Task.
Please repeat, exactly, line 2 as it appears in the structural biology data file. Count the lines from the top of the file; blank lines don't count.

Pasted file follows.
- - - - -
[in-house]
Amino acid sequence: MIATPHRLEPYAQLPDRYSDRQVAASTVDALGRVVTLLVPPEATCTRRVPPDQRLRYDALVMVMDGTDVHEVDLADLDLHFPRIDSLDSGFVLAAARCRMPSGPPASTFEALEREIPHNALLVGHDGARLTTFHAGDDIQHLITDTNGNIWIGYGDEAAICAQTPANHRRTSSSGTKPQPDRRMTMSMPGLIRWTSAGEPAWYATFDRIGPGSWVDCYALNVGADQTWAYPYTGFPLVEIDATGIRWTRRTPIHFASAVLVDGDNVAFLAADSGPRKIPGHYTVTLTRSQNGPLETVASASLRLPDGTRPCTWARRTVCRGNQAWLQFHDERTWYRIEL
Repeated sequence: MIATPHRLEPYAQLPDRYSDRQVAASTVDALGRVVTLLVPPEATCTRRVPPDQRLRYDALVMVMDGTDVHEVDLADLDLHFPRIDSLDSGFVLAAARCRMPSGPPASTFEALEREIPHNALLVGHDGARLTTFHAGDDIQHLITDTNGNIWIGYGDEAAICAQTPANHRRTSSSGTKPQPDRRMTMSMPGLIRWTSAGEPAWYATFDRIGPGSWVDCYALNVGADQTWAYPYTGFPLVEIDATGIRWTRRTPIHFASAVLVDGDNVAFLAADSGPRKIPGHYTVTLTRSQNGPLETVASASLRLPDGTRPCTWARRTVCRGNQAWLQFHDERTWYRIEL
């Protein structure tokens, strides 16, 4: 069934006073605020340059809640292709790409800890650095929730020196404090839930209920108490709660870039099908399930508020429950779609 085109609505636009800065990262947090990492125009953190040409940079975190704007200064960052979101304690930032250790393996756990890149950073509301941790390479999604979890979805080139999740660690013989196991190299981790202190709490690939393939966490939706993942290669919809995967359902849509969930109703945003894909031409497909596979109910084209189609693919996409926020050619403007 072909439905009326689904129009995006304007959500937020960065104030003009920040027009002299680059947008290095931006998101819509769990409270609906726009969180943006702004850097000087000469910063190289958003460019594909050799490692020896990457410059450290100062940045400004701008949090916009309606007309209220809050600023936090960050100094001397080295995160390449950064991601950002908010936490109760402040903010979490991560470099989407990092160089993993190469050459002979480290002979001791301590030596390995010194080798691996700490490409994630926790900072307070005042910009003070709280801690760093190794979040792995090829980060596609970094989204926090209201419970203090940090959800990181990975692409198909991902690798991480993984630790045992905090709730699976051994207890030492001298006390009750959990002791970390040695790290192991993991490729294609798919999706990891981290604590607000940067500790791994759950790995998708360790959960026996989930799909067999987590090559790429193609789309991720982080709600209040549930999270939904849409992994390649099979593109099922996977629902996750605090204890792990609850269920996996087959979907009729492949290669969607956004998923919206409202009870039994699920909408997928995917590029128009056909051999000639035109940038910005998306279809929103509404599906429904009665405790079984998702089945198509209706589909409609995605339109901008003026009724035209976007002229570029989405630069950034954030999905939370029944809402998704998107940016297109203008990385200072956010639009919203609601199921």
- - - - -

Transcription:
Amino acid sequence: MIATPHRLEPYAQLPDRYSDRQVAASTVDALGRVVTLLVPPEATCTRRVPPDQRLRYDALVMVMDGTDVHEVDLADLDLHFPRIDSLDSGFVLAAARCRMPSGPPASTFEALEREIPHNALLVGHDGARLTTFHAGDDIQHLITDTNGNIWIGYGDEAAICAQTPANHRRTSSSGTKPQPDRRMTMSMPGLIRWTSAGEPAWYATFDRIGPGSWVDCYALNVGADQTWAYPYTGFPLVEIDATGIRWTRRTPIHFASAVLVDGDNVAFLAADSGPRKIPGHYTVTLTRSQNGPLETVASASLRLPDGTRPCTWARRTVCRGNQAWLQFHDERTWYRIEL